It's strange how it happens almost overnight. One day, you've got television crews crowding for position, top correspondents big-footing out the juniors who were first assigned to what was viewed as a lost cause, and of course, crowds cheering.
And now what?
Did Bernie Sanders dream of pumping his own gas, driving his own car, looking for his loyalty card at the drug store, the joys of everyday life? Dream or not, they are back.
The transition from presidential contender to one of a dozen losers is swift and brutal. Some candidates welcome it, or so they say. I'm not sure who welcomes having to stop at red lights.
But Bernie's time in the spotlight is not quite over. He has one more moment: the Democratic National Convention.
Ever since the Democratic suicide of 1968 (police tear gassing demonstrators outside the hall and demonstrations inside), every convention manager and planner has understood that the worst possible thing you can do is lose control of your convention. If you can't run a convention, you definitely can't run a country; respondents have told pollsters this much for the last three decades.
What that means is that you have to do what you have to do to avoid a walkout at the convention, to shut down any talk of alternate nominations or civil war. Even a whisper will overshadow the day's intended message. It's far better to compromise.
The best modern example of a convention where this didn't happen was 1980. No olive leaf was extended in the Kennedy direction. We waited to be invited to go to a strategy retreat, or something of that nature. Never came. The minute the platform's drafting committee sat down, the Carter representatives made clear that anything proposed by the Kennedy representatives was unacceptable. My stack of minority reports climbed. By the time we were done with "Rules and Credentials," I must have had 44 minority reports — not a word of which I was willing to compromise about, under instructions from my boss. Being a young troublemaker is so much fun. We ended up trading six minority reports, as I recall, for Tuesday night.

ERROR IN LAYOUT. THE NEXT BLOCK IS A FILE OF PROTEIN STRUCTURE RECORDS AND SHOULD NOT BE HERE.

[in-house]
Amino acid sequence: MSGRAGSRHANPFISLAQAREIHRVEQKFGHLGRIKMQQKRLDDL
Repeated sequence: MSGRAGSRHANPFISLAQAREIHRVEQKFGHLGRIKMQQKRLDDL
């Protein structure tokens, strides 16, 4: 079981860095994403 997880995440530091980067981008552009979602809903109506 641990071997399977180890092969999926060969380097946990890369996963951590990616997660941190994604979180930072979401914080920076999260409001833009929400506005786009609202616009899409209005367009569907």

Modern conventions aren't really about doing anything. Delegates are well-entertained props who rarely (never, if you've got it totally under control) cast a meaningful vote on anything. Sure, there's the platform, but my decades of experience with platforms (if only I'd taken up golf or tennis instead) taught me that no one cares about what's in the platform; they only care if there are fights. So you give in. You add an aspirational "We look forward to the day when," and everyone can be happy. Some Republican bean counters will try to make a one-day story of how much the Democratic platform would cost (they do this every four years). The candidate says something like, "There is much that I respect in the platform, but..." and that's the end of that.
Modern conventions are a sort of TV miniseries, growing even more mini by the day, as networks realize that they are covering scripted television. The challenge is to juggle all the people who are trying to squeeze into the four hours of prime time, most of which is already spoken for when you have a former president and a presidential nominee who happen to be married to each other. Who gives the keynote (usually Monday)? When does Sanders get a speech and balloons and all the extra floor passes so his people can feel like they won something? Do you put him on Tuesday, up against Bill Clinton, or do you move the former president to Wednesday, which might overshadow all the nominating speeches?
Yup. It's down to this. I'm sure it's under discussion. What does Sanders want? My advice, worth nothing: He should become a Democrat, endorse Clinton, and go Tuesday without a fight.
To find out more about Susan Estrich and read features by other Creators Syndicate writers and cartoonists, visit the Creators Syndicate website at www.creators.com.
Photo credit: Dawn Endico